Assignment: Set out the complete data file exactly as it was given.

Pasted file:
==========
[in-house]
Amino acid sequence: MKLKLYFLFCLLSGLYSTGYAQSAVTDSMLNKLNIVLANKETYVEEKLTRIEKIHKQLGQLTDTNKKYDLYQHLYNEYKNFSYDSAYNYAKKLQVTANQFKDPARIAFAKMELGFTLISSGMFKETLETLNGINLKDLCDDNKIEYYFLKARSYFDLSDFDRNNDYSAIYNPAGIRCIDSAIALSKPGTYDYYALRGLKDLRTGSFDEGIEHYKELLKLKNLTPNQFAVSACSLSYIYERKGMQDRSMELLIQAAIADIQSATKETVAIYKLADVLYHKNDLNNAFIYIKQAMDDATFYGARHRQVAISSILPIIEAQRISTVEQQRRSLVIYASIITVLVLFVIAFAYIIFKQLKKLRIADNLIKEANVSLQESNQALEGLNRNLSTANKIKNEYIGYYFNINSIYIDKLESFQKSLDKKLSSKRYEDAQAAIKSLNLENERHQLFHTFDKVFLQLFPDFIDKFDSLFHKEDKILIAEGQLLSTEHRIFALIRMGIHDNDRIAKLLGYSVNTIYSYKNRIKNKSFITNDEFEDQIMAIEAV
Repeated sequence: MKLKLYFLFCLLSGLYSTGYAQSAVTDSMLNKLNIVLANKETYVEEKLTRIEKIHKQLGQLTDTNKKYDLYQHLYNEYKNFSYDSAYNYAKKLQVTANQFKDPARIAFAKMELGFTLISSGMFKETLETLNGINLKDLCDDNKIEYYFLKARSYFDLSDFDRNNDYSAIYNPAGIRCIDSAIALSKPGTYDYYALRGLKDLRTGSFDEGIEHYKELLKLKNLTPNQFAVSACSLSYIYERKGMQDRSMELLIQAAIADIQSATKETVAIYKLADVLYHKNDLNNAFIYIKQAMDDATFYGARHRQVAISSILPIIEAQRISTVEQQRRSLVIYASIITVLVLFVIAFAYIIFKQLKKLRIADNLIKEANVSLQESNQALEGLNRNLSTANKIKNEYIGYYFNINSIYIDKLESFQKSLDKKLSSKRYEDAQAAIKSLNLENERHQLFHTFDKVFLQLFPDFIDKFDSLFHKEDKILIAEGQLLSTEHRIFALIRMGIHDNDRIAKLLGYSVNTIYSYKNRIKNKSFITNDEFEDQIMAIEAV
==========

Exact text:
[in-house]
Amino acid sequence: MKLKLYFLFCLLSGLYSTGYAQSAVTDSMLNKLNIVLANKETYVEEKLTRIEKIHKQLGQLTDTNKKYDLYQHLYNEYKNFSYDSAYNYAKKLQVTANQFKDPARIAFAKMELGFTLISSGMFKETLETLNGINLKDLCDDNKIEYYFLKARSYFDLSDFDRNNDYSAIYNPAGIRCIDSAIALSKPGTYDYYALRGLKDLRTGSFDEGIEHYKELLKLKNLTPNQFAVSACSLSYIYERKGMQDRSMELLIQAAIADIQSATKETVAIYKLADVLYHKNDLNNAFIYIKQAMDDATFYGARHRQVAISSILPIIEAQRISTVEQQRRSLVIYASIITVLVLFVIAFAYIIFKQLKKLRIADNLIKEANVSLQESNQALEGLNRNLSTANKIKNEYIGYYFNINSIYIDKLESFQKSLDKKLSSKRYEDAQAAIKSLNLENERHQLFHTFDKVFLQLFPDFIDKFDSLFHKEDKILIAEGQLLSTEHRIFALIRMGIHDNDRIAKLLGYSVNTIYSYKNRIKNKSFITNDEFEDQIMAIEAV
Repeated sequence: MKLKLYFLFCLLSGLYSTGYAQSAVTDSMLNKLNIVLANKETYVEEKLTRIEKIHKQLGQLTDTNKKYDLYQHLYNEYKNFSYDSAYNYAKKLQVTANQFKDPARIAFAKMELGFTLISSGMFKETLETLNGINLKDLCDDNKIEYYFLKARSYFDLSDFDRNNDYSAIYNPAGIRCIDSAIALSKPGTYDYYALRGLKDLRTGSFDEGIEHYKELLKLKNLTPNQFAVSACSLSYIYERKGMQDRSMELLIQAAIADIQSATKETVAIYKLADVLYHKNDLNNAFIYIKQAMDDATFYGARHRQVAISSILPIIEAQRISTVEQQRRSLVIYASIITVLVLFVIAFAYIIFKQLKKLRIADNLIKEANVSLQESNQALEGLNRNLSTANKIKNEYIGYYFNINSIYIDKLESFQKSLDKKLSSKRYEDAQAAIKSLNLENERHQLFHTFDKVFLQLFPDFIDKFDSLFHKEDKILIAEGQLLSTEHRIFALIRMGIHDNDRIAKLLGYSVNTIYSYKNRIKNKSFITNDEFEDQIMAIEAV